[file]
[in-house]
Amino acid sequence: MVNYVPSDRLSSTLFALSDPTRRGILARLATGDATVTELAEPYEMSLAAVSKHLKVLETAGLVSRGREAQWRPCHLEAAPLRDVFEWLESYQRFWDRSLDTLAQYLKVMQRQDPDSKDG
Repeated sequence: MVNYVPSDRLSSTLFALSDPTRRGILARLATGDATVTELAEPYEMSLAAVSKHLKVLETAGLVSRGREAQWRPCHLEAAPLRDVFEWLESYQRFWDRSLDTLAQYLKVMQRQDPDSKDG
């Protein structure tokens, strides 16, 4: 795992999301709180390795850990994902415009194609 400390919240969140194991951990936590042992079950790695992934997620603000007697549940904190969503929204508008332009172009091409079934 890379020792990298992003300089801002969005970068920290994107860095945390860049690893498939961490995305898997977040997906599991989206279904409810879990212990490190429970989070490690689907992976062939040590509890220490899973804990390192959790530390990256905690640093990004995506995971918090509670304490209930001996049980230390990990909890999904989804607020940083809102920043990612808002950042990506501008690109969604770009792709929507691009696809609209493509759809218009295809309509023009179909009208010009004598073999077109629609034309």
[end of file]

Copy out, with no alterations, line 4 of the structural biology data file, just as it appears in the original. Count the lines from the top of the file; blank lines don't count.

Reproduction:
């Protein structure tokens, strides 16, 4: 795992999301709180390795850990994902415009194609 400390919240969140194991951990936590042992079950790695992934997620603000007697549940904190969503929204508008332009172009091409079934 890379020792990298992003300089801002969005970068920290994107860095945390860049690893498939961490995305898997977040997906599991989206279904409810879990212990490190429970989070490690689907992976062939040590509890220490899973804990390192959790530390990256905690640093990004995506995971918090509670304490209930001996049980230390990990909890999904989804607020940083809102920043990612808002950042990506501008690109969604770009792709929507691009696809609209493509759809218009295809309509023009179909009208010009004598073999077109629609034309």